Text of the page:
Why Is My Internet So Slow At Night?
When using the internet, you expect instant gratification. Especially in the advent of super-fast connections and ubiquitous wi-fi coverage, anything less than internet served up at a breakneck pace is hard to stomach.
Internet service providers (ISPs) know these facts as well as anyone else. So, why does the internet tend to run slower at night than during the day? In this article, we’ll explain how the internet works in the way that it does and why that means the internet is often a bit sluggish when you’d want to use it the most.
Internet During The Day
During the day, you and your loved ones are probably at work. At work, people’s use of the internet is very different compared to the way they might use it at home. Work-related internet use is predominantly stuff like email and informational resources.
You might also be sending PowerPoint files to coworkers or trading sections of software code. The main thing about internet use during this period is that everyone is only using a little bit of bandwidth with each request they make.
Text files, emails, websites, and PowerPoint files are small. Most text files struggle to make it to one megabyte in size. This means that when these files are sent through the internet, they don’t take up many resources.
That’s important, because bandwidth is limited, much like all other resources. The main difference is that you are usually thinking about bandwidth regarding your maximum speed that your connection can get from your ISP.
The principle is similar. Much like the cap your ISP enforces on the maximum speed your internet connection can experience, they also have a hard cap on the amount of data that their network can pass at any given moment.
In other words, there’s a finite number of bits that can be traversing through their segment of internet infrastructure. After a certain volume of data, even ISPs’ fiber optic cables are too saturated to accommodate any more.
When Everyone Wants To Watch Netflix
When everyone is sending emails while away at work, the internet infrastructure isn’t stressed. An email is like a drop of water in the ocean. Even while emails are being sent by the billions, your ISP will never struggle to accommodate the throughput.
But what if there were suddenly a few trillion emails that were being sent all at once? Then, your ISP might have a problem. Your ISP knows that it has a firm theoretical maximum throughput of data, and if that limit is reached, everything else has to get in line.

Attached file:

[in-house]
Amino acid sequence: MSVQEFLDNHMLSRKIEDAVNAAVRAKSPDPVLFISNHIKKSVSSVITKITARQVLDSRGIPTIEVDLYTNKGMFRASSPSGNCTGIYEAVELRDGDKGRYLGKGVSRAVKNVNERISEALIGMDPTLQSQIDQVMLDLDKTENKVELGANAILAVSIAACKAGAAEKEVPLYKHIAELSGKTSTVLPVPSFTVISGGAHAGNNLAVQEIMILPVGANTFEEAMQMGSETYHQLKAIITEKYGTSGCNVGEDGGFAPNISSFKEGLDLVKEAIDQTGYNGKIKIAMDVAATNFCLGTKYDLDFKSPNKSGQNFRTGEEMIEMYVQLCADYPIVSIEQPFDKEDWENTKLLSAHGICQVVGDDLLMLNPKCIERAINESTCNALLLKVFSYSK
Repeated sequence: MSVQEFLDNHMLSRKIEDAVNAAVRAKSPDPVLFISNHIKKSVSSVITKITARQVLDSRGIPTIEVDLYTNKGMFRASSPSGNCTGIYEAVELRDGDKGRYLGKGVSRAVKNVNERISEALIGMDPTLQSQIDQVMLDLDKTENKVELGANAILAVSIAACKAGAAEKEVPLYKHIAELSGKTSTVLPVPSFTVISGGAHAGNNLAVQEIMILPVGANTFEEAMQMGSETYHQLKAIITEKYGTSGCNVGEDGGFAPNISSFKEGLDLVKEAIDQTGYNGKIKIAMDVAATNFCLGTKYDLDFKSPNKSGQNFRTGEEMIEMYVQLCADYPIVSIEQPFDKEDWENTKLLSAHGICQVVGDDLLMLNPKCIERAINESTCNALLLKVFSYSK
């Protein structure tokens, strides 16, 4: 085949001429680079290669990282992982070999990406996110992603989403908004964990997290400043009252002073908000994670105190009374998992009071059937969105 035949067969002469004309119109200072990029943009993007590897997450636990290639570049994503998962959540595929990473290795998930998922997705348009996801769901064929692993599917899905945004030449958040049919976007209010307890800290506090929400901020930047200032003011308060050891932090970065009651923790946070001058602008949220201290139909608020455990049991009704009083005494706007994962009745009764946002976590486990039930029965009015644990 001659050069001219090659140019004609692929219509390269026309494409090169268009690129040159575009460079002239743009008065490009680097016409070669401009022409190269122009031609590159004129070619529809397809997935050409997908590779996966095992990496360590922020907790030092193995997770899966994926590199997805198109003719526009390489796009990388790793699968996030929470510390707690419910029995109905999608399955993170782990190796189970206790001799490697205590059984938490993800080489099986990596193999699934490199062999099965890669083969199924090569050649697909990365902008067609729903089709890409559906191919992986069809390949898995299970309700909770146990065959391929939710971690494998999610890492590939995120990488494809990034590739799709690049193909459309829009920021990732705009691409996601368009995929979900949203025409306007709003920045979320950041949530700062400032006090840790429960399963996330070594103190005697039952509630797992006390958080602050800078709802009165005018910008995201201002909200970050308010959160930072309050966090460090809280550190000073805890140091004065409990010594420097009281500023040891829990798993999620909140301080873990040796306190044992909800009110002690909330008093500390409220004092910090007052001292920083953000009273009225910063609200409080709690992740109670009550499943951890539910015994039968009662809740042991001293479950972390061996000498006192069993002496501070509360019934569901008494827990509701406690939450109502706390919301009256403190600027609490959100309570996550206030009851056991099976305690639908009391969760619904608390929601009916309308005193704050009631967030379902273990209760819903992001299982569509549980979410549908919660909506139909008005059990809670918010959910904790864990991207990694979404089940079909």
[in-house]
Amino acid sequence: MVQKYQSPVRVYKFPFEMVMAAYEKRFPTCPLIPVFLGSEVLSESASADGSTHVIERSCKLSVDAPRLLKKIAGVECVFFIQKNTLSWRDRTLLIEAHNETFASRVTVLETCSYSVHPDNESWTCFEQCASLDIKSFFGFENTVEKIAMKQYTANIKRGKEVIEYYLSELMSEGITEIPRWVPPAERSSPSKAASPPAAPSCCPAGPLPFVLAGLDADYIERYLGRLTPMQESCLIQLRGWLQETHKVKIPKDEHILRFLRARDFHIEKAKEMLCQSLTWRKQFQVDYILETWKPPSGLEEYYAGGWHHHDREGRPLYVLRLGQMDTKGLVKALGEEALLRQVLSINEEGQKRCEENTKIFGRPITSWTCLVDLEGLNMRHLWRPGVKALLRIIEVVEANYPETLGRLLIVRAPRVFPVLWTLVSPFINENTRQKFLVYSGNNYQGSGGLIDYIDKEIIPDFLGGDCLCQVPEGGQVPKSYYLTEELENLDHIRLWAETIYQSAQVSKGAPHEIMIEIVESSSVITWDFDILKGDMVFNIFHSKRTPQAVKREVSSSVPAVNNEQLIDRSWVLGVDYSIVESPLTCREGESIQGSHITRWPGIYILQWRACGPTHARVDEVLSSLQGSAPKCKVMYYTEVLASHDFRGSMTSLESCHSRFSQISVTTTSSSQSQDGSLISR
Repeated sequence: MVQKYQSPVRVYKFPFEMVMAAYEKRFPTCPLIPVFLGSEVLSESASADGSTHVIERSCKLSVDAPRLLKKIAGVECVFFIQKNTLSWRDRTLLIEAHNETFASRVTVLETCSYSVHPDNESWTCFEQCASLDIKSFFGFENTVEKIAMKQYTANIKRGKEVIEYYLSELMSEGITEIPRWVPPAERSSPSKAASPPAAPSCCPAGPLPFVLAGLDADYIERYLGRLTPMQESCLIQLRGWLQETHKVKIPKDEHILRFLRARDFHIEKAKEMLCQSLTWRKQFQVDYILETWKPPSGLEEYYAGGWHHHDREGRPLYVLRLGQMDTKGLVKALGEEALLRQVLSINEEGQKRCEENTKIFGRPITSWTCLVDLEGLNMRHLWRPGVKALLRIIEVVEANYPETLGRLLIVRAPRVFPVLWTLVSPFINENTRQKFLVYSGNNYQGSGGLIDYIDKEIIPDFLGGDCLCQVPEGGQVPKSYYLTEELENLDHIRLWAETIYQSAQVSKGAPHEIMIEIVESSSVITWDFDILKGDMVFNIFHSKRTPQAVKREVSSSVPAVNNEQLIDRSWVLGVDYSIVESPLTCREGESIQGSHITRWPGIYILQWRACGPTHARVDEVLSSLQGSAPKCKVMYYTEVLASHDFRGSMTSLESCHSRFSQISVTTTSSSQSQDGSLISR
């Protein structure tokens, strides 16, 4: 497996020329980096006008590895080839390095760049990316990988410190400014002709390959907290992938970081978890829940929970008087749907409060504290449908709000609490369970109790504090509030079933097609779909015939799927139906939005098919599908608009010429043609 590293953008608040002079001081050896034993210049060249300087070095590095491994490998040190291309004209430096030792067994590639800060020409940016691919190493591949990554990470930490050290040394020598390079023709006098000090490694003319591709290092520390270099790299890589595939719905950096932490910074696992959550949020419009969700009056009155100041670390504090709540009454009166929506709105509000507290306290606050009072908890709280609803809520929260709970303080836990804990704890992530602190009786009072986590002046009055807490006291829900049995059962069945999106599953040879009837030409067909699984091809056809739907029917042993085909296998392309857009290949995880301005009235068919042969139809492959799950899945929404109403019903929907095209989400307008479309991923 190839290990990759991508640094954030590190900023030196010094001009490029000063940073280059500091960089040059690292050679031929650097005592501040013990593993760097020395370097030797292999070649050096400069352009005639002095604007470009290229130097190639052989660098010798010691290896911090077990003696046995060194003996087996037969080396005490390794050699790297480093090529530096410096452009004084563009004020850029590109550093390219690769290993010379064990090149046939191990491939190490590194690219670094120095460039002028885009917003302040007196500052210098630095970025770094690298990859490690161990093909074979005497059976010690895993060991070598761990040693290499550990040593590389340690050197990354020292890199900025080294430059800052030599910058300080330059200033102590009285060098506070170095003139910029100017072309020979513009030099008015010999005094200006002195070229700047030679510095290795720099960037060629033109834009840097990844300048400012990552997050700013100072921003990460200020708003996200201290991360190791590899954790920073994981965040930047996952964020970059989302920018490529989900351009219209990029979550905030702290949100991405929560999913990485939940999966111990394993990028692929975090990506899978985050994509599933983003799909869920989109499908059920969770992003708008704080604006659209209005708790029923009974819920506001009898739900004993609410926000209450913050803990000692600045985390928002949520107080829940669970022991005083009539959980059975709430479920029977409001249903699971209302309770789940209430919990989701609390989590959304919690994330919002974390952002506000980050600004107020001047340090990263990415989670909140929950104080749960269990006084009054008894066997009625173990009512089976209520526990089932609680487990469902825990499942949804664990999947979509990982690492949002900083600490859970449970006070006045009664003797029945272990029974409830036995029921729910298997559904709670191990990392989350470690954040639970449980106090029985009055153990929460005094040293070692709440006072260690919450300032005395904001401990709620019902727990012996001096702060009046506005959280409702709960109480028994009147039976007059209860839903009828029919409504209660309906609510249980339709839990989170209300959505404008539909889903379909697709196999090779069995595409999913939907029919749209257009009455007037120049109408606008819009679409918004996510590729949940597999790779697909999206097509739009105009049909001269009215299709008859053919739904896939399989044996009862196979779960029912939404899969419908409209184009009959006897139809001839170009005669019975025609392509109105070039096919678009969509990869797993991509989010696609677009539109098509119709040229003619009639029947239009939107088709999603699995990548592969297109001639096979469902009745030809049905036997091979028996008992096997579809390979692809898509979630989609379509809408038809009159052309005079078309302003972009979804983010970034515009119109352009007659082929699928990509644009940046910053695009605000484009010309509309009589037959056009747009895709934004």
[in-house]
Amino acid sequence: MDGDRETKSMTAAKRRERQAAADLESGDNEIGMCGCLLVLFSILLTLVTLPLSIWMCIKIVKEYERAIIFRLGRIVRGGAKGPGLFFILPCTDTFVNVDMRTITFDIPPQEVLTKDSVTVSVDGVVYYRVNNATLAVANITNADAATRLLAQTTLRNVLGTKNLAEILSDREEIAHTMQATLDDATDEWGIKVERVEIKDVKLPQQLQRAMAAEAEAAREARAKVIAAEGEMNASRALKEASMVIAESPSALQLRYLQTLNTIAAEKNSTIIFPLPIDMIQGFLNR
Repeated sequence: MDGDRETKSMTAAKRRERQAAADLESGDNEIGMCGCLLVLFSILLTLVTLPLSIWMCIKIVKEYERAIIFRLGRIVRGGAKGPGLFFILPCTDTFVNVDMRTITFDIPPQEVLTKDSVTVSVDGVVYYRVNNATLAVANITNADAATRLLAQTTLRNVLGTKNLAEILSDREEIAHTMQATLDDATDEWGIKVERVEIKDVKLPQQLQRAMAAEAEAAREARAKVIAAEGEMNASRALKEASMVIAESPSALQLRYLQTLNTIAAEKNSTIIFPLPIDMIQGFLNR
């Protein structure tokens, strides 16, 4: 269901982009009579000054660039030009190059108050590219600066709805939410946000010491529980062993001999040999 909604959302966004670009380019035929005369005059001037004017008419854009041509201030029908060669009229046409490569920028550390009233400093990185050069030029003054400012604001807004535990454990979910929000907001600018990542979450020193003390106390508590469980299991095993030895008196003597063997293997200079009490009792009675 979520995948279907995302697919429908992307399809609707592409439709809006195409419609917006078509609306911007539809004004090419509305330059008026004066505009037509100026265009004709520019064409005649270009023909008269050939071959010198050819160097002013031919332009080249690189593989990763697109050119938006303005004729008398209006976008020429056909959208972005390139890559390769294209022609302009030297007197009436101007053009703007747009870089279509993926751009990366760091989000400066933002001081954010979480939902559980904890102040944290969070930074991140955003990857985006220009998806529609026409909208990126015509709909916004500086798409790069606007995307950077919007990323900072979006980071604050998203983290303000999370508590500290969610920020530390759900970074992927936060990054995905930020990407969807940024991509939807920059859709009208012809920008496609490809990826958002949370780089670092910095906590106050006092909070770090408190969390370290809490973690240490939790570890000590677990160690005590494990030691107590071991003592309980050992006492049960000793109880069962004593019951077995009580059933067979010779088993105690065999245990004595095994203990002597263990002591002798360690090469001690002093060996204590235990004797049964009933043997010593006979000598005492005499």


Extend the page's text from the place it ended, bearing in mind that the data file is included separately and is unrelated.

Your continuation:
Hence, data starts to get queued. It wouldn’t be very efficient if small pieces of data like emails were stuck in line behind larger data like videos, however. Videos take up a lot of bandwidth, and users expect that videos may not be able to load instantaneously.
So, ISPs try to route traffic intelligently such that everyone’s traffic is more or less delivered at the time when they expect. The problem is that doing so requires making a few limits in the name of equality.
If you were to try to watch an HD video in the middle of the day, you’d have no problem and your data would be delivered instantaneously. But at night, you’re only one viewer of millions. Everyone wants to watch HD videos or consume online entertainment.
There is just not enough bandwidth to go around in these conditions. You’d much rather have to wait for your video to buffer a little bit than not to be able to watch it at all. Your ISP knows this, and so they route your traffic somewhat equitably even if you weren’t the first person who requested data.
The compromise that your ISP reaches on your behalf is to deliver data to you a bit more slowly than you would otherwise have it. This means that you’ll have to wait for your HD videos to load, but you’ll be able to still watch them.
Internet-level concerns aside, if you live in a crowded neighborhood and use a wi-fi network, you’re probably also getting throttled by another factor at night: interference.
Wi-fi routers communicate data using radio frequencies. There are a finite number of different frequencies on the electromagnetic spectrum, and only a small sliver of those are radio frequencies which are suitable for sending wi-fi data.
In a crowded neighborhood, there are a lot of wi-fi signals sending data on closely adjacent frequencies. Some may even be trying to use the same frequencies. When large volumes of data are sent via the same frequencies in the same areas, interference occurs.
Interference causes the data-bearing radio waves to cancel each other out. The internet has many protocols to compensate for the data loss that results, but it can’t replace information that the recipient never had in the first place. So, a new request is sent, and the data is transferred again.
Light interference leads to slowdowns from the perspective of people trying to use the internet, though it may also manifest as cutting out of the internet altogether if the interference is sufficiently bad. During the day, there typically isn’t enough data flying through the air on radio waves to lead to this kind of disruption.
Between wi-fi interference and ISP-level issues, it’s a miracle of modern engineering that the internet isn’t even slower at night.
Cutting edge traffic-routing solutions and wi-fi router technology are being developed to address the issue of slower wi-fi at night, but there’s still a long way to go.
Switching ISPs or buying a new wi-fi router might be effective ways of increasing the speed of your internet at night, but it all depends on where you live and how dense of an area it is.
If you’re already using the latest hardware and you’re already signed up with a good ISP, you may need to resign yourself to having the internet be a little bit slower during peak hours.